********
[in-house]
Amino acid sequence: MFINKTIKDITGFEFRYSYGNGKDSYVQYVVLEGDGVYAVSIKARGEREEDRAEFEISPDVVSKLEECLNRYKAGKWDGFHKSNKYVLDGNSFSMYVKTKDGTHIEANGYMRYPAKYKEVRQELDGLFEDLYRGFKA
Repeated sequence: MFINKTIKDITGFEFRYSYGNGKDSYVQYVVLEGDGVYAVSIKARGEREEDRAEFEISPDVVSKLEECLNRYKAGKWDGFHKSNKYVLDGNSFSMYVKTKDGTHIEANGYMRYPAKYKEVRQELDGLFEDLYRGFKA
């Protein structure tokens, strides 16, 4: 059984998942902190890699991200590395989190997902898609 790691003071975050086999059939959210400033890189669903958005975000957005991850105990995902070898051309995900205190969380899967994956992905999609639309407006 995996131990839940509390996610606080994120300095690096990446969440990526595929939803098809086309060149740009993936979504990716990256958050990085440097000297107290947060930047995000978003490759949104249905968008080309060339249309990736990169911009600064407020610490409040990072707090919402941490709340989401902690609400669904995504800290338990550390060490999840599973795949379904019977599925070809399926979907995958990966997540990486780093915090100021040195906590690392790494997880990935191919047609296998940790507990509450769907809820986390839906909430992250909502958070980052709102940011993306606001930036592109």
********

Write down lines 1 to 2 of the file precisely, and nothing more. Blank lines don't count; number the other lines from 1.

[in-house]
Amino acid sequence: MFINKTIKDITGFEFRYSYGNGKDSYVQYVVLEGDGVYAVSIKARGEREEDRAEFEISPDVVSKLEECLNRYKAGKWDGFHKSNKYVLDGNSFSMYVKTKDGTHIEANGYMRYPAKYKEVRQELDGLFEDLYRGFKA